How does lung cancer develop?
A DNA mutation causes lung cancer. Cells divide and replicate to form
identical cells. In this way, your body is constantly renewing itself. Inhaling
harmful chemicals like cigarette smoke, asbestos, and radon damages the cells
that line your lungs. At first, your body may be able to repair itself. With
repeated exposure, the damage to your cells increases. Over time, cells begin
to grow uncontrollably. This is how cancer can develop.
Several changes have to occur for cancer to develop. The buildup of extra
cells causes tumors. The can be either benign, or noncancerous, or malignant,
which means cancerous. Malignant lung tumors can be life-threatening. They can
spread and even return after the doctor has removed them.
Risk factors related to personal history
Current research suggests that if a member of your immediate family, such as
your parent or sibling, has or had lung cancer, you may have a slightly higher
risk of developing the disease. This is also the case if you have multiple
family members who’ve had lung cancer.
This is true even if you don’t smoke. At this point, it’s unclear whether
genetics cause lung cancer or merely increase your chances of developing it.
According to the Lung
Cancer Alliance (LCA), the average age in the United States for a lung
cancer diagnosis is around 70. Only about 10 percent of lung cancers occur in
people younger than 50. The older you are, the longer you’ve been exposed to
harmful chemicals. This increases your risk of cancer.
Past lung disease
If you have a history of chronic illnesses that affect the lungs, you may be
at a greater risk of developing lung cancer. Lung diseases can cause
inflammation and scarring in the lungs. These include tuberculosis and chronic obstructive pulmonary
disease, which includes chronic bronchitis and emphysema.
to the chest
Radiation therapy for treating other cancers may increase your risk of lung
cancer. This risk is higher if you smoke.
Lifestyle risk factors
You’re at risk for lung cancer if you don’t smoke but you’re exposed to
cigarette smoke regularly in your daily environment, such as:
- at home
- at work
- in restaurants
- in bars
According to the LCA,
secondhand smoke increases your risk of lung cancer by 20 to 30 percent.
Although nonsmokers can get lung cancer, smoking tobacco, such as by using
cigarettes, cigars, and pipes, is the top risk factor for lung cancer. According
to the Centers
for Disease Control and Prevention (CDC), about 90 percent of all lung
cancer deaths in the United States are due to smoking. Tobacco and tobacco
smoke contain 7,000 chemicals, many of which are carcinogenic. Inhaling the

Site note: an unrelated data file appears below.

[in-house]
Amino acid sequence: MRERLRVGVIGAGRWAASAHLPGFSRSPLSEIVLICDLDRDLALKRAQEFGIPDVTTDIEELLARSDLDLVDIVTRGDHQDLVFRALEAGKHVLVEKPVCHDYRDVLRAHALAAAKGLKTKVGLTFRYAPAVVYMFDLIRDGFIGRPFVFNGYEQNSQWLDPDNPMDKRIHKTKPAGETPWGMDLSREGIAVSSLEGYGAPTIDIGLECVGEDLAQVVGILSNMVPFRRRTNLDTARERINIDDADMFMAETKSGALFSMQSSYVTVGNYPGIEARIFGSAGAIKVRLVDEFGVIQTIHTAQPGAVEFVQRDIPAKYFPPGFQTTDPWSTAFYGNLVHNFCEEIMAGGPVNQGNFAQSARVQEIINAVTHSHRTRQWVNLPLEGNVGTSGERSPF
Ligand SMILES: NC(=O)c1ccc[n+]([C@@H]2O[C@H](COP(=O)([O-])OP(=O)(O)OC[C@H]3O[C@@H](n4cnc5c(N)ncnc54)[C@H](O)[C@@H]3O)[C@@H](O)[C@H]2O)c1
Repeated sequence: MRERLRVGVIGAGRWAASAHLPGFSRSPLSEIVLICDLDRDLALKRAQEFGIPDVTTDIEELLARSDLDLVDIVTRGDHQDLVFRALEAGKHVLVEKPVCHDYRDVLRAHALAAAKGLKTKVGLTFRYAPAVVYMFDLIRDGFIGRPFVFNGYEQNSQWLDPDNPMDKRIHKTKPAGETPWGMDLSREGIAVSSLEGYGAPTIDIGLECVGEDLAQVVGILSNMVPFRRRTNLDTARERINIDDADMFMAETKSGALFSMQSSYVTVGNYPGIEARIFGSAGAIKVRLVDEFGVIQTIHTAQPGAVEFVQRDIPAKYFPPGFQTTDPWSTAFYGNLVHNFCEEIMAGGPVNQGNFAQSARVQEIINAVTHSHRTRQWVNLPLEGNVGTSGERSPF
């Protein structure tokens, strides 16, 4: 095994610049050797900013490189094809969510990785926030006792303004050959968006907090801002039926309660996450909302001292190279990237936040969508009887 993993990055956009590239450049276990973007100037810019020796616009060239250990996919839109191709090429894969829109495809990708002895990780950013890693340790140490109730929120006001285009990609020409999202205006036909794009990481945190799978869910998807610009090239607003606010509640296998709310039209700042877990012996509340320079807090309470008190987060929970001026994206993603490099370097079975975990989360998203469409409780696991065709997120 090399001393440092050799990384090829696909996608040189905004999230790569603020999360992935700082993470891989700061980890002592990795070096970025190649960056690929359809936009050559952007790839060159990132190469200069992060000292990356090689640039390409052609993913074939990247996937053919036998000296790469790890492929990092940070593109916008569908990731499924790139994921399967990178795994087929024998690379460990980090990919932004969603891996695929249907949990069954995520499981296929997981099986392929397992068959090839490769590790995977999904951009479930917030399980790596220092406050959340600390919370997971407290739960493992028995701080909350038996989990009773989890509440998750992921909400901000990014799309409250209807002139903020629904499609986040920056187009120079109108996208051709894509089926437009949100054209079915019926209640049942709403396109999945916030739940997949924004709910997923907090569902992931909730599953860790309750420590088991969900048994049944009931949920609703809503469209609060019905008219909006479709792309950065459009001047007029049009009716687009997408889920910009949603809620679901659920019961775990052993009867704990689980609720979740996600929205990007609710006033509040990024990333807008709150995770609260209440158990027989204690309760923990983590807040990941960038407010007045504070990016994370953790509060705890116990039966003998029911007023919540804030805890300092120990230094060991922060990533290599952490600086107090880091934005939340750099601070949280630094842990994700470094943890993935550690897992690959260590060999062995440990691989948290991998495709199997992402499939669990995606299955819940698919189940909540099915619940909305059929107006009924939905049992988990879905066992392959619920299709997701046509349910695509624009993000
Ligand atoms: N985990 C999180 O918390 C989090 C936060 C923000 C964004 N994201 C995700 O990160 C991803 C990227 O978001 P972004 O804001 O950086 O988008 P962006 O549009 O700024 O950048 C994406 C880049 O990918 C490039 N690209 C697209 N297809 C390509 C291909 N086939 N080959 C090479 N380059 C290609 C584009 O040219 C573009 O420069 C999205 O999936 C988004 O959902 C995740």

chemicals in a cigarette immediately triggers a change in lung tissue. Initially,
your body is able to repair the damage. Its ability to do so decreases as
exposure continues. The more frequently you smoke and the longer you smoke, the
greater your chances of developing lung cancer.
You may have an increased risk for lung cancer if you don’t eat a diverse
mix of healthy foods like fruits and vegetables. This is especially true if
you’re a smoker.
the Mayo Clinic, exposure to certain toxins in
the environment can increase your risk of developing lung cancer. These toxins include
radon, asbestos, and other chemicals.
Radon is an odorless, colorless, and tasteless gas that occurs naturally
with the breakdown of uranium in rocks and soil. These gases can seep into
building foundations and into living and working spaces. Because radon is
difficult to detect, you could have exposure to it without knowing it. People
who smoke have an increased risk from the effects of radon than those who don’t
smoke. According to the LCA,
radon is the second leading cause of lung cancer in the United States.
Asbestos is an industrial material that people use in construction for
insulation and as a fire retardant. When the material is disturbed, small
fibers become airborne and can be inhaled. You’re at an increased risk of
developing lung cancer if you’re exposed to asbestos on a regular basis.
Other chemical exposures can raise your lung cancer risks. Some examples of
these chemicals are:
- vinyl chloride
- nickel compounds
- chromium compounds
- coal products
- mustard gas
- chloromethyl ethers
- diesel exhaust
Most cases of lung cancer are preventable. You can significantly limit your
chances of developing lung cancer by avoiding exposure to risk factors. Smoking
is the top risk factor for lung cancer.
Quitting is the most important thing you can do to reduce your risk of lung
cancer. Your lungs will begin to heal themselves almost immediately. The amount
of time you smoked and the frequency will affect the ability of the lungs to
repair. But even after many years of smoking, quitting can significantly reduce
your risk of lung cancer.
Avoiding asbestos and
If you work around asbestos or other harmful materials, be careful to limit
your exposure as much as possible. Radon testing is available for home and
commercial spaces. If you live or work in an old building and suspect the
presence of either radon or asbestos, testing for unsafe levels can provide you
with peace of mind.
Maintaining a healthy diet
Nutrition is important for maintaining good health. A diet high in the
following provides your body with the nutrition it needs to function properly
and heal damaged cells:
You can also do the following to maintain a healthy diet:
- Eat five or more servings of fruits and
vegetables per day.
- Include other plant-based foods like beans and
- Stay away from high-fat foods.
- Avoid drinking alcohol or limit the amount you